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We acknowledge technical assistance from K. Pelton, S. Santagata, O. Spiro, L. Elagina, B. Knisbacher, S. Shukla, J. Brugge and A. Apffel. We further express gratitude for constructive input from M. Rooney, J. Abelin and Z. Hu. We acknowledge support from the National Institutes of Health: grant nos. NCI-1RO1CA155010-02 (to C.J.W.), NHLBI-5R01HL103532-03 (to C.J.W.), NIH/NCI U24 CA224331 (to C.J.W.), NIH/NCI R21 CA216772-01A1 (to D.B.K.), NCI-SPORE-2P50CA101942-11A1 (to D.B.K.), NHGRI T32HG002295 and NIH/NCI T32CA207021 (to S.S.), NCI 5T32CA009172-41 (to D.A.B.), NIH/NCI U24-CA210986 and NIH/NCI U01 CA214125 (to S.A.C.). This work was supported in part by The G. Harold and Leila Y. Mathers Foundation and the Bridge Project, a partnership between the Koch Institute for Integrative Cancer Research at MIT and the Dana-Farber/Harvard Cancer Center. D.A.B. is supported in part by the John R. Svenson Fellowship. C.J.W. is a scholar of the Leukemia and Lymphoma Society, and is supported in part by the Parker Institute for Cancer Immunotherapy. S.K. is a Cancer Research Institute/Hearst Foundation fellow.
D.B.K. has previously advised Neon Therapeutics, and owns equity in Aduro Biotech, Agenus Inc., Armata Pharmaceuticals, Biomarin Pharmaceutical Inc., Bristol–Myers Squibb Com., Celldex Therapeutics Inc., Editas Medicine Inc., Exelixis Inc., Gilead Sciences Inc., IMV Inc., Lexicon Pharmaceuticals Inc. and Stemline Therapeutics Inc. D.A.B. has received consulting fees from Octane Global, Defined Health, Dedham Group, Adept Field Solutions, Slingshot Insights, Blueprint Partnership, Charles River Associates, Trinity Group and Insight Strategy, and is a member of the RCC translational medicine advisory broad of Bristol–Myers Squibb. K.L.L. owns equity and is a founder of Travera LLC and is an advisor to Bristol–Myers Squibb Com. and Rarecyte. S.A.C. is a member of the scientific advisory boards of Kymera, PTM BioLabs and BioAnalytix and a scientific advisor to Pfizer and Biogen. C.J.W. and N.H. are founders of Neon Therapeutics and members of its scientific advisory board. N.H. is also an advisor for IFM therapeutics. W.J.L. is a member of the scientific advisory board of CareDx. All other authors have no competing interests. Patent applications have been filed on aspects of the described work entitled as follows: ‘HLA single allele lines’, and ‘Methods for identifying neoantigens’.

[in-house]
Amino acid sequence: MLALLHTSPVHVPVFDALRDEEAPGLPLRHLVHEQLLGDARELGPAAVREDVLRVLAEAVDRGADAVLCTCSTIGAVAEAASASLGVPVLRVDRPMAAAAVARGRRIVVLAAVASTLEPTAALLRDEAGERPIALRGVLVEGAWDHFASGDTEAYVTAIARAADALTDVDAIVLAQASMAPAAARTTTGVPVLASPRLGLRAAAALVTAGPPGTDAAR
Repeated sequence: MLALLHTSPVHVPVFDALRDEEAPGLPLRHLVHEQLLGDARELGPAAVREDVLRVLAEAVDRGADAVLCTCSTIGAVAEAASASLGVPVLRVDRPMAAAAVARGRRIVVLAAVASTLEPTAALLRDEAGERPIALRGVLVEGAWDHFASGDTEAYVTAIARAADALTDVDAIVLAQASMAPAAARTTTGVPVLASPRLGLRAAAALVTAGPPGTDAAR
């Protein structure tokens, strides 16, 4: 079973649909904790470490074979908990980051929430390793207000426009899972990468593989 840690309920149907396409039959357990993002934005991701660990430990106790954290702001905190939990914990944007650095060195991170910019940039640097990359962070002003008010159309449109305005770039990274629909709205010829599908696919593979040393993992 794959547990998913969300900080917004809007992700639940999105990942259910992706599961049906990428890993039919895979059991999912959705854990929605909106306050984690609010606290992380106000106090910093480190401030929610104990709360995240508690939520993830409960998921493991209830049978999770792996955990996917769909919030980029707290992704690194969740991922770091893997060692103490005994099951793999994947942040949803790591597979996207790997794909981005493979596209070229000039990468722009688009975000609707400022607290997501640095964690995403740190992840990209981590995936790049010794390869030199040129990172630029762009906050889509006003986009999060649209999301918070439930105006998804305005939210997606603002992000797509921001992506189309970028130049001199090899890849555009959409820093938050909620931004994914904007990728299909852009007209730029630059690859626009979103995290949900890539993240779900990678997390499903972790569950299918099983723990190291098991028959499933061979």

Publisher’s note Springer Nature remains neutral with regard to jurisdictional claims in published maps and institutional affiliations.
Supplementary Figs. 1–6 and Notes 1–7.
Peptide exports for mono-allelic samples
Peptide exports for multi-allelic samples
Characteristics of HLA alleles and mono-allelic data
Allele similarity and submotifs derived from mono-allelic data
Mono-allelic data reveal length-based preferences
HLA presentation of IFN-γ response genes increases after treatment
Cross-validated model evaluation results on mono-allelic data
Cross-validated model evaluation results on multi-allelic data
Sample scripts for reproducing analysis and models.
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Sarkizova, S., Klaeger, S., Le, P.M. et al. A large peptidome dataset improves HLA class I epitope prediction across most of the human population. Nat Biotechnol (2019). https://doi.org/10.1038/s41587-019-0322-9